After Mr. Paul Chow filed the application for winding-up, he appeared before the Court on 7th February 2006, in response to the summons to show cause and stated - in verbatim - as follows:
“My Lord, there is no money to pay… The company does not have the money”. He then surprisingly went on to put a rhetorical question to the Court that appears on record thus: “How will the judgment be satisfied?”
In passing, I should mention here that although a rhetorical question expects no answer, the Court must now find one, as the question has metamorphosed into a legal issue, no longer rhetorical. The Court would do so in due course of this ruling.
Motion for substitution
Besides, the respondent again on 29th May 2006, filed a motion stating that the company is in liquidation and so all the claims against the company should be made against the liquidator. Hence, the respondent sought an order for leave to replace the judgment-debtor by its purported liquidator, in the execution proceedings. Moreover, it is the contention of Mr. Paul Chow that the judgment in this matter was given only against the respondent-company, not against him personally. Hence, Mr. Paul Chow claimed that he should be discharged from the execution proceedings.
I meticulously perused the entire evidence on record and carefully analysed the arguments advanced by counsel on both sides for and against this motion. Yesterday, the 13th of June 2006, I dismissed the said motion, reserved the ratio decidendi, stating that I would spell out the reasons in detail - later - after hearing the parties on the main application. Now, I will proceed to pronounce the reasons accordingly.
First of all, on a point of law I note, a motion of this nature by the judgment-debtor is unknown to the Seychelles Code of Civil Procedure (CCP). In fact, section 233 of the CCP is couched in the following terms:
As between the original parties to a judgment or order, execution may issue at any time within six years from the date of the judgment or order.
(a) In the following cases namely-
where six years or more ……..
where any change has taken place, whether by death or otherwise, in the parties entitled or liable to execution under the judgement or order
the party alleging himself entitled to execution may apply to the court for leave to issue execution accordingly, and the court may, if satisfied that the party so applying is entitled to execution, make an order to that effect”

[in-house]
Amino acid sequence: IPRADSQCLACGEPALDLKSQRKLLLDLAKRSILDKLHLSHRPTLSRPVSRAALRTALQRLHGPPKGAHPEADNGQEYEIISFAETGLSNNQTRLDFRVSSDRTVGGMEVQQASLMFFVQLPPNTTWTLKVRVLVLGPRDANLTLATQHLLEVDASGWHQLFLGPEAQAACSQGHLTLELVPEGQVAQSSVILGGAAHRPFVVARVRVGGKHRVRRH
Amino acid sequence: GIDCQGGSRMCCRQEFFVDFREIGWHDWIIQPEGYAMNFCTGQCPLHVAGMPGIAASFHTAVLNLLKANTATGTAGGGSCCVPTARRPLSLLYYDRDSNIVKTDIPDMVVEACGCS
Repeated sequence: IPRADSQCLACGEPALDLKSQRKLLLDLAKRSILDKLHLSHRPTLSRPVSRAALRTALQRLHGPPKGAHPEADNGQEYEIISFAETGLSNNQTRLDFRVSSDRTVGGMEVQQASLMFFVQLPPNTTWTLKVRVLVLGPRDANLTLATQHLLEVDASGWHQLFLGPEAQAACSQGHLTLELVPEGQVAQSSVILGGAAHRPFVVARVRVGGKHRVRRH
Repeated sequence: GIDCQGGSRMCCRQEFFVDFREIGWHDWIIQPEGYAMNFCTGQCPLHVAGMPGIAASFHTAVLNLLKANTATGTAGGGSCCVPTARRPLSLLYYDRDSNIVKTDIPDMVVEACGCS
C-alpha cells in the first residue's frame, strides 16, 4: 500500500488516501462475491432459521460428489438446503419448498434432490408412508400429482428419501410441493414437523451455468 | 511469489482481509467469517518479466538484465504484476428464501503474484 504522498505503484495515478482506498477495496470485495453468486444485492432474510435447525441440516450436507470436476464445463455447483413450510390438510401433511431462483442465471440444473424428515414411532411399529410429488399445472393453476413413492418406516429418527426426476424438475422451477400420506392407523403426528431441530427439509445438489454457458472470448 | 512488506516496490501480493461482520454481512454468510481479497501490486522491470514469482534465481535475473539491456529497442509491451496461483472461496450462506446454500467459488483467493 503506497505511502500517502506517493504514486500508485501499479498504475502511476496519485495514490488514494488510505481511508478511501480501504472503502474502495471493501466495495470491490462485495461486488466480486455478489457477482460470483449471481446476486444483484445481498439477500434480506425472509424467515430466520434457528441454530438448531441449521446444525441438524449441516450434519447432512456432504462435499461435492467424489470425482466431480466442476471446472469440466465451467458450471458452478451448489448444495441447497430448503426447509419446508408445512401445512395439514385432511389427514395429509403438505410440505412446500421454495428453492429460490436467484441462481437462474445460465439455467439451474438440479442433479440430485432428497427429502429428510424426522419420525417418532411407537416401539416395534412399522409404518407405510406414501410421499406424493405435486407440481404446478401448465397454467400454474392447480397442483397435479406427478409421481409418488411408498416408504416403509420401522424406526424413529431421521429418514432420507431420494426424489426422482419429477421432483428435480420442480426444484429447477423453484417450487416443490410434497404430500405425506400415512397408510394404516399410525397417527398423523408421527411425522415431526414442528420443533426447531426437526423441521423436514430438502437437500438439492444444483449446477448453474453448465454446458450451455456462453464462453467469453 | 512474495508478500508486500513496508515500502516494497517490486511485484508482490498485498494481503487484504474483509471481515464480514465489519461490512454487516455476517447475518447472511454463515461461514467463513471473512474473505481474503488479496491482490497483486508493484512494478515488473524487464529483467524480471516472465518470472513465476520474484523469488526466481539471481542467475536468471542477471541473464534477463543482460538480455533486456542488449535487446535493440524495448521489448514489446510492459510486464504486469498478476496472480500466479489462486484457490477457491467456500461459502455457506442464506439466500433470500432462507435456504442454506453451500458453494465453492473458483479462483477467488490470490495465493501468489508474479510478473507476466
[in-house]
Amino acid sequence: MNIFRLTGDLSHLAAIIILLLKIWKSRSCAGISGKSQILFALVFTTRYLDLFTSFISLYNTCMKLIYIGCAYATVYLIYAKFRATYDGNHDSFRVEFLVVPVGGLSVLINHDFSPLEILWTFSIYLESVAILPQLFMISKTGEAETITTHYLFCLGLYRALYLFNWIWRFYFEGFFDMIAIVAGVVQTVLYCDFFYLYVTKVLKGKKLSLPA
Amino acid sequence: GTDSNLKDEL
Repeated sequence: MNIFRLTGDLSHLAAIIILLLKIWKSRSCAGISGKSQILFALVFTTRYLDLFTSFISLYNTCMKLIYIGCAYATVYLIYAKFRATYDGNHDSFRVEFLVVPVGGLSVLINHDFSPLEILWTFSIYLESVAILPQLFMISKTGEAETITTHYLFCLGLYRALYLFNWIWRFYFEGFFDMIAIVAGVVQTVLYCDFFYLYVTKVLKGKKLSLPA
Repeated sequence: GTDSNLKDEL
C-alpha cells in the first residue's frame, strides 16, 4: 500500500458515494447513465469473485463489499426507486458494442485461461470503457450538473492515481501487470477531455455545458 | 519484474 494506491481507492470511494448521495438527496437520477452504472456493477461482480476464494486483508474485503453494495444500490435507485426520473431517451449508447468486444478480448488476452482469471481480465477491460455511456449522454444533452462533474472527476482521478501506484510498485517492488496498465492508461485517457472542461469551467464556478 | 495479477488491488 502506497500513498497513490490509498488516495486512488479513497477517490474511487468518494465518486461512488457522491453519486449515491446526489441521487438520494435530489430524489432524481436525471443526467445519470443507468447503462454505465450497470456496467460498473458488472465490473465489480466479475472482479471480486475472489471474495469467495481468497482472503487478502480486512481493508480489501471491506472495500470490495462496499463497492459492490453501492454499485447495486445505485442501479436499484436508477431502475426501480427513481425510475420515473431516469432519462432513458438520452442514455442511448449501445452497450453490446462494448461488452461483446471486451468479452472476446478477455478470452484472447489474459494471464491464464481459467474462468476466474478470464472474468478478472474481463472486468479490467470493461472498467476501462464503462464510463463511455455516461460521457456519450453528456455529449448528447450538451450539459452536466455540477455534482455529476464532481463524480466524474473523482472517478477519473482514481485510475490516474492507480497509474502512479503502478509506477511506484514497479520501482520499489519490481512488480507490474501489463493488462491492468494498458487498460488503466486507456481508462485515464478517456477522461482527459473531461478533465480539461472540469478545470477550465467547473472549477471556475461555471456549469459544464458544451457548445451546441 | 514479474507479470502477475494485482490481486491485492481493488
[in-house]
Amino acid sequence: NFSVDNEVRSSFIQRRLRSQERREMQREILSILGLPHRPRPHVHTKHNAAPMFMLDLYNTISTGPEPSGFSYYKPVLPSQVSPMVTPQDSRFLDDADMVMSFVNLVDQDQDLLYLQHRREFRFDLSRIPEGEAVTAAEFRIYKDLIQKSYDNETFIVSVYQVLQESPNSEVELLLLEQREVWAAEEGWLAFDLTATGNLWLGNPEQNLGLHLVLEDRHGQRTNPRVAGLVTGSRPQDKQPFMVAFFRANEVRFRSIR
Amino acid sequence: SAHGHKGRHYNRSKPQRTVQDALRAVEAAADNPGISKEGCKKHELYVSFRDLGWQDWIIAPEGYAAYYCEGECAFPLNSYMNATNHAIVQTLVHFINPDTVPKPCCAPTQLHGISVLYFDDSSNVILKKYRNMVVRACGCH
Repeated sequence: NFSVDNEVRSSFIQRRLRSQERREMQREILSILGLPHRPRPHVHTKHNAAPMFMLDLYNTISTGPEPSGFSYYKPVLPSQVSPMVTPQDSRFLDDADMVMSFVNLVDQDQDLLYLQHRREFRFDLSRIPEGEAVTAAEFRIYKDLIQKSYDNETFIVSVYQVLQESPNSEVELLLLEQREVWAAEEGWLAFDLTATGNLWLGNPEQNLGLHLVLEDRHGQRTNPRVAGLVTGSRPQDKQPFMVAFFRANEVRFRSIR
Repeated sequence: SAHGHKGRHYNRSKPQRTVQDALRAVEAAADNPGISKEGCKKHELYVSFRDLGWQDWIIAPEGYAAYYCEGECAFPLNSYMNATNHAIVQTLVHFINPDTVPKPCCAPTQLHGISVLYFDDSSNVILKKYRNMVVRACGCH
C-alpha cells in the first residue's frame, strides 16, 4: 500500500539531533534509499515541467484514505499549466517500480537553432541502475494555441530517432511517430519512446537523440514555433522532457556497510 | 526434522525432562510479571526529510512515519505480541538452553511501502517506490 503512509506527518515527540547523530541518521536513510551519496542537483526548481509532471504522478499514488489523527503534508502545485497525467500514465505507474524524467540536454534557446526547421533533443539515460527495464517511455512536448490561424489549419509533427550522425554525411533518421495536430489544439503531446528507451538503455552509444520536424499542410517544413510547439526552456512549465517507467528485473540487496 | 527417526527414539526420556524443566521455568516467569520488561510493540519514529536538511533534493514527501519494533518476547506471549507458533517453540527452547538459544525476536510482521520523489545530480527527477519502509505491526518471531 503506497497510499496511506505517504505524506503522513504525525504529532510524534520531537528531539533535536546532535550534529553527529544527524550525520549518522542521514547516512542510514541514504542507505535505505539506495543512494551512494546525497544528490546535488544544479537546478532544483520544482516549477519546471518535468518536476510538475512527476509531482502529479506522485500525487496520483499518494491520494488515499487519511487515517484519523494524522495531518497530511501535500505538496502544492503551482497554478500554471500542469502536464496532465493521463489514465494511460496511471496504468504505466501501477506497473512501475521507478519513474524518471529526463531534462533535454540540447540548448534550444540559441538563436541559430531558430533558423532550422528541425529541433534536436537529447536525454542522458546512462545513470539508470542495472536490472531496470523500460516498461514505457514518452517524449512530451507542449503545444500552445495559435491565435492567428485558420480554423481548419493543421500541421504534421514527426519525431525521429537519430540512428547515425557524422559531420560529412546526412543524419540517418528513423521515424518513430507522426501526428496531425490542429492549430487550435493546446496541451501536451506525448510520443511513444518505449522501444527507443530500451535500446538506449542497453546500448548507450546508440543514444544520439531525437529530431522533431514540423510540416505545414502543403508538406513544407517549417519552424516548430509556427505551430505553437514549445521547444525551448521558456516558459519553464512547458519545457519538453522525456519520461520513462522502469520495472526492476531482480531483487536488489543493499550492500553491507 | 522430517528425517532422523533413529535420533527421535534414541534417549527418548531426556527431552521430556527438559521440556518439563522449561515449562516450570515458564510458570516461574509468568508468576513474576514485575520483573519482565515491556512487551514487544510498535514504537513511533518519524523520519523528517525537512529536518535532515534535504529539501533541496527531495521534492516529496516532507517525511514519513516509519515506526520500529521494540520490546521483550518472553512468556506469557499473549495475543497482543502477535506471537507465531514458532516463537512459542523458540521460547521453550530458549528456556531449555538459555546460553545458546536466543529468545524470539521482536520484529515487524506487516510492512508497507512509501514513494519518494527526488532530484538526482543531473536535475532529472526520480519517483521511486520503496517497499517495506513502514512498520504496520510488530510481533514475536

Therefore, it is evident from the above that in execution-proceedings, whenever a change has taken place in the capacity or status of the parties to a judgment, only the party that is entitled to execution, namely, the judgment-creditor has the locus standi to apply to the Court in terms of section 233 supra, for leave to amend and issue execution accordingly. Hence, it goes without saying that in the absence of such locus standi the judgment-debtor namely, the respondent herein cannot in law apply for leave in this respect. Therefore, I find that the motion is not maintainable in law and liable to be dismissed in limine.
On the merits, I quite agree with the submission of Mr. Shah, the learned counsel for the petitioner, that the motion filed by the respondent in this regard, is misconceived. Whatever be the case, whether the judgment-debtor is in liquidation or not, the fact remains that such liquidation is immaterial and irrelevant to the present execution proceedings, in view of the following reasons:
Insurance premiums collected from policyholders is not an asset belonging to the judgment-debtor but an asset held in trust for the Insurance Corporation, who remains the true owner of the premiums collected;
Such Insurance Premiums do not form part of the judgment-debtor’s assets that would vest in the liquidator in a winding-up;
Such insurance premiums can never form part of any assets for eventual distribution by the liquidator.
The petitioner is under no obligation to add or substitute any liquidator or any other person for that matter, in the execution proceedings to replace the judgment-debtor.
Indeed, the money or property held by a company in trust for a third party, is excluded and does not form part of the company’s assets so as to be available for creditors, when the company is frustrated by the advent of winding-up, vide Barclays Bank Limited V. Quistclose Investment Limited  A. C; Carreras Rothmans Ltd V. Freeman Mathews Treasure Limited  1 All. E. R 155. I therefore, conclude that the issue of “liquidation” raised by the respondent is extraneous to the case on hand.
For these reasons, I find that the motion filed by the respondent, seeking leave to replace the judgment-debtor by its purported liquidator, is not maintainable either in law or on facts. In any event, having regard to all the circumstances of the case, in my judgment the motion by the debtor at this stage of the proceedings, is not bona fide, but a ploy intended to hurdle, delay and defeat the execution proceedings. Therefore, I ruled that the Judgment-debtor, represented by Mr. Paul Chow was answerable to the Summons and should explain to the Court what had happened to the insurance premiums he collected, but not paid over to SACOS.